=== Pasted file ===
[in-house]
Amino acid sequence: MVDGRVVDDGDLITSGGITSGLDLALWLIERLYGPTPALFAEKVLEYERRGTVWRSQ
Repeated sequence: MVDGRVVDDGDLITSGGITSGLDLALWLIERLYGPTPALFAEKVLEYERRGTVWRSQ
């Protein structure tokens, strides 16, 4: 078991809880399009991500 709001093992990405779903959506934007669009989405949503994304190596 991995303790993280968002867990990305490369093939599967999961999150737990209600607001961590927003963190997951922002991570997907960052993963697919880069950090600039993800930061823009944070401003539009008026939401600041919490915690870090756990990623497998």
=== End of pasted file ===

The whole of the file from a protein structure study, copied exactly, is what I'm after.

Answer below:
[in-house]
Amino acid sequence: MVDGRVVDDGDLITSGGITSGLDLALWLIERLYGPTPALFAEKVLEYERRGTVWRSQ
Repeated sequence: MVDGRVVDDGDLITSGGITSGLDLALWLIERLYGPTPALFAEKVLEYERRGTVWRSQ
């Protein structure tokens, strides 16, 4: 078991809880399009991500 709001093992990405779903959506934007669009989405949503994304190596 991995303790993280968002867990990305490369093939599967999961999150737990209600607001961590927003963190997951922002991570997907960052993963697919880069950090600039993800930061823009944070401003539009008026939401600041919490915690870090756990990623497998």